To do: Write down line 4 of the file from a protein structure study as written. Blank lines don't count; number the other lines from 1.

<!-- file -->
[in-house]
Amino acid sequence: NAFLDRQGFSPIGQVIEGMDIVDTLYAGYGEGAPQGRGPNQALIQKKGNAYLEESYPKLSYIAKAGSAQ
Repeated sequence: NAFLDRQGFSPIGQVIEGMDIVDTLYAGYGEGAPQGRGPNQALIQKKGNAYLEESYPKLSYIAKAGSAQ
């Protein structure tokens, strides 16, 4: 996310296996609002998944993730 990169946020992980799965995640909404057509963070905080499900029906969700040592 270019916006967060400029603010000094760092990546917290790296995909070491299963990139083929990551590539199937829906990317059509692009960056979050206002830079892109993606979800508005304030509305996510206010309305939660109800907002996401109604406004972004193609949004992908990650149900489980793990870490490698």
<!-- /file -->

């Protein structure tokens, strides 16, 4: 996310296996609002998944993730 990169946020992980799965995640909404057509963070905080499900029906969700040592 270019916006967060400029603010000094760092990546917290790296995909070491299963990139083929990551590539199937829906990317059509692009960056979050206002830079892109993606979800508005304030509305996510206010309305939660109800907002996401109604406004972004193609949004992908990650149900489980793990870490490698």